August 29, 2008

Does the Bible encourage violence?

With greater frequency and with greater boldness the television talking heads are comparing the Christian scriptures to the Koran and saying that the Bible encourages violence as much as the Koran encourages violence. Some even say that the Bible encourages violence more than other religious scriptures.

Ezekiel 9:3-6

Now the glory of the God of Israel had gone up from the cherub on which it rested to the threshold of the house. And he called to the man clothed in linen, who had the writing case at his waist. And the Lord said to him, “Pass through the city, through Jerusalem, and put a mark on the foreheads of the men who sigh and groan over all the abominations that are committed in it.” And to the others he said in my hearing, “Pass through the city after him, and strike. Your eye shall not spare, and you shall show no pity. Kill old men outright, young men and maidens, little children and women, but touch no one on whom is the mark.

The quote from Ezekiel is an example of what they are pointing to when they make such comments.

My first response to this is that such accounts as what we read in Ezekiel are historic in nature and are not indicative of what we as Christians must do. In other words, we are not to read this account and then go out and kill everyone that doesn't have a mark on their head. I also notice that we are not told anywhere in the Bible that we should force others to conversion under threat of death, as the Koran does.

But that still leaves us with an account of God commanding the slaughter of women and children, with no one to be spared unless they have been given the mark. Even though this is a vision and is not an actual conversation that took place (making it symbolic in nature), it still seems to paint God as an evil character. The events prophesied in this vision were not carried out by men with swords in their hands as was pictured in the vision of Ezekiel, but were carried out by multiple different things including famine, disease, and war with the Chaldeans. But, even so, what are we to make of God commanding the slaughter of women and children along with the men?

I think this is one of those situations in which we have to trust scripture (God-breathed and accurate in every way) over our natural inclinations (limited, sinful and finite). It is hard for us to understand how God could do such a thing. But we must remember, he is God and not one of us. He knows the heart and he created everything. We do not know the heart of others, or even our own hearts, and we do not have the rights and abilities of the Creator.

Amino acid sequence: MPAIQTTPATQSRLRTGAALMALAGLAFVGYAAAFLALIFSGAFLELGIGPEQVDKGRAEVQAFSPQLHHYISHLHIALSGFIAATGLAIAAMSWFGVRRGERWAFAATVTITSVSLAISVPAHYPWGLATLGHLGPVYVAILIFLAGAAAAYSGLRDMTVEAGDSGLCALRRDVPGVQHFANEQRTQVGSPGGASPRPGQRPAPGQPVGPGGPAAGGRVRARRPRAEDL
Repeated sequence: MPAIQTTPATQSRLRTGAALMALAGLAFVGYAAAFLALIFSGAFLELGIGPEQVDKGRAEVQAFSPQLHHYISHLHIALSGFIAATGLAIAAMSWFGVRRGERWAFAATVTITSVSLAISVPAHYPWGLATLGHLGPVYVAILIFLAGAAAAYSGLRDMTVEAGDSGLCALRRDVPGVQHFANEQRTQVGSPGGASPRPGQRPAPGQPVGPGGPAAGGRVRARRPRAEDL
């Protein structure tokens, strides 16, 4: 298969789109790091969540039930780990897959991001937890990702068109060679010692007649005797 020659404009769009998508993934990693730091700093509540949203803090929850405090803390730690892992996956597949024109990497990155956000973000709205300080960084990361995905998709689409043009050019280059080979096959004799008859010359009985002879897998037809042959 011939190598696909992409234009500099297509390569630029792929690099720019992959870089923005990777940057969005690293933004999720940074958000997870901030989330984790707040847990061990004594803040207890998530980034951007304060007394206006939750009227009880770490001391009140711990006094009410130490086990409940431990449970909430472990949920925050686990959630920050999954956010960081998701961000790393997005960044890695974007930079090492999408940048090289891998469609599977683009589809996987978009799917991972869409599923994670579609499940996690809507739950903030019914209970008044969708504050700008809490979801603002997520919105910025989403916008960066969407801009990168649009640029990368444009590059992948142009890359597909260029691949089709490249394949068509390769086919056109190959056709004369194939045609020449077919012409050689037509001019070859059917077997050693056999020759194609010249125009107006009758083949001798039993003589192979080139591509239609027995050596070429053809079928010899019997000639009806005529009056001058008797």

Verses that tell us of God's nature can help us to come to terms with such seeming problematic portions of scripture:

  • Psalm 11:7For the Lord is righteous, He loves righteousness; His countenance beholds the upright.
  • Psalm 145:17The Lord is righteous in all His ways, Gracious in all His works.
  • Daniel 9:14For the Lord our God is righteous in all the works which He does, though we have not obeyed His voice.
  • Zephaniah 3:5The Lord is righteous in her midst, He will do no unrighteousness. Every morning He brings His justice to light; He never fails, But the unjust knows no shame.
  • John 5:30I can of Myself do nothing. As I hear, I judge; and My judgment is righteous, because I do not seek My own will but the will of the Father who sent Me.

To boil it all down—if a clear reading of scripture makes us think that God is evil in any way, it is an indication of our human finite nature and our inability to understand the things of God. God reveals to us the things we need to understand and some things remain somewhat mysterious. If our finite intellects have trouble accepting some things we read in scripture, we must accept scripture at face value. God is righteous—whether we can understand his righteousness or not.


Today's Bible Reading Ezekiel 9-12

I'm also reading:
Family Driven Faith   Voddie Baucham, Jr.
Solomon Among the Postmoderns   Peter J. Leithart


  1. Yes, Anonymous poster (against the rules, but allowed in this instance) - we know the Quran encourages violence.


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